What is Multiple Sclerosis (MS)?

Multiple sclerosis (MS) is a chronic autoimmune disease that affects the central nervous system (CNS), which includes the brain and spinal cord. In MS, the body’s immune system mistakenly attacks the protective covering of nerve fibers called myelin. This attack leads to inflammation, damage to the myelin sheath, and sometimes to the underlying nerve fibers. As a result of this damage, communication between the brain, spinal cord, and the rest of the body is disrupted.


What is the relationship between MS and oxidative stress?

The relationship between multiple sclerosis (MS) and oxidative stress is a topic of ongoing research, and while the precise mechanisms are not fully understood, oxidative stress is believed to play a significant role in the pathogenesis and progression of MS. Here’s how MS and oxidative stress are interconnected:


  • Inflammatory Response: MS is characterized by inflammation in the central nervous system (CNS), which leads to damage of the myelin sheath surrounding nerve fibers and subsequent neurodegeneration. Inflammatory processes in MS involve the activation of immune cells, such as T cells and microglia, which produce pro-inflammatory cytokines and reactive oxygen species (ROS). These ROS can cause oxidative damage to lipids, proteins, and DNA within the CNS, exacerbating tissue injury and inflammation.


  • Mitochondrial Dysfunction: Mitochondria are the primary source of cellular energy production and play a crucial role in maintaining cellular function and integrity. Dysfunction of mitochondria has been implicated in MS, leading to impaired energy metabolism, increased production of ROS, and oxidative stress. Mitochondrial dysfunction may result from direct damage by inflammatory mediators or from genetic and environmental factors associated with MS.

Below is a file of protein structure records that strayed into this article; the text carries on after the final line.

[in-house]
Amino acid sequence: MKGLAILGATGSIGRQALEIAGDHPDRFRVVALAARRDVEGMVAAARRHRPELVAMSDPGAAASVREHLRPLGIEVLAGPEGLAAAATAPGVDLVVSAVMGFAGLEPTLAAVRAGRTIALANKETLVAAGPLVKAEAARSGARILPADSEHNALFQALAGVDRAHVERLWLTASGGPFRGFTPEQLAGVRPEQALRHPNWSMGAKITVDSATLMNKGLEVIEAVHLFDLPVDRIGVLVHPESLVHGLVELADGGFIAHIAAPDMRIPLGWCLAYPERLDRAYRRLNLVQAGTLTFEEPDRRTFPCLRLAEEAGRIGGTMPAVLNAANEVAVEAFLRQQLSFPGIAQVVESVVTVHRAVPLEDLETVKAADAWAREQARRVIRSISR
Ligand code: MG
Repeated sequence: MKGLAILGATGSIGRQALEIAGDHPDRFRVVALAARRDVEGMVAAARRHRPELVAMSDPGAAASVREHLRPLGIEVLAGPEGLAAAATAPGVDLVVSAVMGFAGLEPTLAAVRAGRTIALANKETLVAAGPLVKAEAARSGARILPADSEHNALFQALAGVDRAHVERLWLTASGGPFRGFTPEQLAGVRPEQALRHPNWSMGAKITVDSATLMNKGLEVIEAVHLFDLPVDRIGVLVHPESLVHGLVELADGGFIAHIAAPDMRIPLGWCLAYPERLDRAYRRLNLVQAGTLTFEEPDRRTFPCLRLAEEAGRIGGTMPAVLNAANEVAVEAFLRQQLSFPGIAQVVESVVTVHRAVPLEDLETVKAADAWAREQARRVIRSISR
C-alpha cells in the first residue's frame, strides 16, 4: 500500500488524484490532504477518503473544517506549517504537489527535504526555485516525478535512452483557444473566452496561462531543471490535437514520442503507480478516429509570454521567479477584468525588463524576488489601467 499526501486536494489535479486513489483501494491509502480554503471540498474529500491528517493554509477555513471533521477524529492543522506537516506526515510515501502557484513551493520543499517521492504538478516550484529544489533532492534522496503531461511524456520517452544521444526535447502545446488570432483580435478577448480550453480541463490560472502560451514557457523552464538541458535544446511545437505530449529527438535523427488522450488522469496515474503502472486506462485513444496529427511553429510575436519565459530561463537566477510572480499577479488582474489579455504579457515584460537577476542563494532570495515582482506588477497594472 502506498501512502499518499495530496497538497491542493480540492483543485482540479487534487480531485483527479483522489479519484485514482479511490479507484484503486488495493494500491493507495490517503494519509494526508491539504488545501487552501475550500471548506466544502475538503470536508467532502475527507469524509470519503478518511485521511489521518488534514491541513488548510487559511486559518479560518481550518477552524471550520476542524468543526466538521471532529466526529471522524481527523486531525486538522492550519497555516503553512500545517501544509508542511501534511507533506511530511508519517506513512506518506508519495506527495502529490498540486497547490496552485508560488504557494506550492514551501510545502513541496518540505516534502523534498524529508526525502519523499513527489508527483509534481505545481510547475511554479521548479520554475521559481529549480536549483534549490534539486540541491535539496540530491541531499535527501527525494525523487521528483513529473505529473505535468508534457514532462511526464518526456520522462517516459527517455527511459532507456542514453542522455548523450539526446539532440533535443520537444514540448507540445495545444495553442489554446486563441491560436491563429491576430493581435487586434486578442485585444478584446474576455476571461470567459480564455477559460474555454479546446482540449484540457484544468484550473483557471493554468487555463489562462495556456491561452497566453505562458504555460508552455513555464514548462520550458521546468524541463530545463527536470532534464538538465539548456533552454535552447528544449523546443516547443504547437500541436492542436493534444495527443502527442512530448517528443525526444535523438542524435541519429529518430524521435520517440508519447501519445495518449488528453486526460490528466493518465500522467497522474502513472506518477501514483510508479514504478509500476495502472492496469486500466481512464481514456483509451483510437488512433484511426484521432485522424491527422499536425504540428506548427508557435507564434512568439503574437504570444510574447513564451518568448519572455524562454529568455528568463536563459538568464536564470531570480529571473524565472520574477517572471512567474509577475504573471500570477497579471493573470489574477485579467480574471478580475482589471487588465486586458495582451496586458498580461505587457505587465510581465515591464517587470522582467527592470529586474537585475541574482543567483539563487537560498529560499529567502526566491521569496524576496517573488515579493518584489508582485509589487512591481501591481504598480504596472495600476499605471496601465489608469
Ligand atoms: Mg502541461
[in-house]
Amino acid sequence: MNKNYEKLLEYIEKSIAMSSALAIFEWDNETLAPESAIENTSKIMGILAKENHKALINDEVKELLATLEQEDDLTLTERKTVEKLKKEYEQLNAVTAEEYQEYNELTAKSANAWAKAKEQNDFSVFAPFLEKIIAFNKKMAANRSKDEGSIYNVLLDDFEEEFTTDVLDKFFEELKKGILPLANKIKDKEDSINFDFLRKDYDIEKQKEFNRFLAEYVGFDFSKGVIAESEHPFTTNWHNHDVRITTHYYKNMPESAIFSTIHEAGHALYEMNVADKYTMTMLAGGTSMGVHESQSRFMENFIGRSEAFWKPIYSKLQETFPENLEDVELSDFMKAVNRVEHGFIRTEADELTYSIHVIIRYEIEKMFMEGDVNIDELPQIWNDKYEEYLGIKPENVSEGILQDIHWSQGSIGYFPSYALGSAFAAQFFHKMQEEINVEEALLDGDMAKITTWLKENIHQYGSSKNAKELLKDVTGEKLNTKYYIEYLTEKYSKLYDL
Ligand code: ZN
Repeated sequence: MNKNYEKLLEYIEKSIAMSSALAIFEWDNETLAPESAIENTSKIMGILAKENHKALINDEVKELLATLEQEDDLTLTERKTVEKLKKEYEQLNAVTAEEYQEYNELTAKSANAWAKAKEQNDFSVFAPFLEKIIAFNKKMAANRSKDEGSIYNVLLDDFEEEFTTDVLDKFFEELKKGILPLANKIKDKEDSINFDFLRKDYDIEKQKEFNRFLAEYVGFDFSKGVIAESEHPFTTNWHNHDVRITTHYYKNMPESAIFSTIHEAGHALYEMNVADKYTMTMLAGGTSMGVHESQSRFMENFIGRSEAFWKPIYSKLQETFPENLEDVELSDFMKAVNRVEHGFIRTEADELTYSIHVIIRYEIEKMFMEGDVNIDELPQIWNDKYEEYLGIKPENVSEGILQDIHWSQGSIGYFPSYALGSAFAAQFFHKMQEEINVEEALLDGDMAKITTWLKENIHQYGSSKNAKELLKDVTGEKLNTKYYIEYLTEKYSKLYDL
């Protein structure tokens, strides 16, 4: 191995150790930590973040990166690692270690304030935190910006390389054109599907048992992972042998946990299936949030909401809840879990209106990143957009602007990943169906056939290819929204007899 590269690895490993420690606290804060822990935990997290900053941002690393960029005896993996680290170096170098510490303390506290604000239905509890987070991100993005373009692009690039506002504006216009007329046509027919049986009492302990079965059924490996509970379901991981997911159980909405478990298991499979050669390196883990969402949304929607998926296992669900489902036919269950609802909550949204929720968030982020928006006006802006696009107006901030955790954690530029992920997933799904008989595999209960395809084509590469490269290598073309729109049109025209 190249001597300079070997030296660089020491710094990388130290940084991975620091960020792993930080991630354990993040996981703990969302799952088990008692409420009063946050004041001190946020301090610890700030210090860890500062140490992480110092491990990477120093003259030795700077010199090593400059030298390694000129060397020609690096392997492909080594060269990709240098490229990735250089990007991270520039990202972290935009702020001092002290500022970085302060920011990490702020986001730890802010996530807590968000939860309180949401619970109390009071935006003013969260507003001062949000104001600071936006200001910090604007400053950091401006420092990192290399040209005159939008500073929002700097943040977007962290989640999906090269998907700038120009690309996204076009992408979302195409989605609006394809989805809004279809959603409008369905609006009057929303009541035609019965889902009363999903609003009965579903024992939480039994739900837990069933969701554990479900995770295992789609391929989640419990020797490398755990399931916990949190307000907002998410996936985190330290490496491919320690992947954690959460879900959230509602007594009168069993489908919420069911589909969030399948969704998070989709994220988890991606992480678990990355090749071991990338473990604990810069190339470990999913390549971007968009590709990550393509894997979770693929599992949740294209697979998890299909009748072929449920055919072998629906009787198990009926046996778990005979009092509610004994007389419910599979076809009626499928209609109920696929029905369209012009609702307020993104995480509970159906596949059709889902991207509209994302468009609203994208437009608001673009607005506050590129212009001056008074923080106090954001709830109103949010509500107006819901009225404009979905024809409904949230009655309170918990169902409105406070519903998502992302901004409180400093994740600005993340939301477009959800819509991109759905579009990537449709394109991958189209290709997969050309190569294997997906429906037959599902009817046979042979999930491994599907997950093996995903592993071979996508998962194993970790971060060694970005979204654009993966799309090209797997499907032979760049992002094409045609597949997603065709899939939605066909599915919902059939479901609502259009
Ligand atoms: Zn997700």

• Myelin Degradation: Myelin, the fatty substance that insulates nerve fibers in the CNS, is a primary target of the immune attack in MS. Degradation of myelin by immune cells and inflammatory mediators releases lipid breakdown products and exposes axons to oxidative damage. Oxidative stress can further exacerbate myelin degradation and disrupt the repair processes that are essential for remyelination in MS lesions.


  • Blood-Brain Barrier Dysfunction: The blood-brain barrier (BBB) is a selective barrier that regulates the passage of molecules and immune cells between the bloodstream and the CNS. Dysfunction of the BBB in MS allows infiltration of inflammatory cells and molecules into the CNS, contributing to neuroinflammation and oxidative stress. Disruption of the BBB integrity may also facilitate the entry of blood-derived ROS and inflammatory mediators into the CNS, exacerbating oxidative damage.


  • Axonal Injury and Neurodegeneration: In addition to demyelination, MS is associated with axonal injury and neurodegeneration, which contribute to disability progression in the disease. Oxidative stress has been implicated in axonal injury and neuronal death in MS, as ROS can directly damage axonal structures and impair axonal transport and function. Oxidative stress-mediated neurodegeneration may occur independently of demyelination and contribute to irreversible neurological deficits in MS.


Overall, oxidative stress is a common feature of MS pathology and contributes to various aspects of the disease, including inflammation, demyelination, neurodegeneration, and disability progression.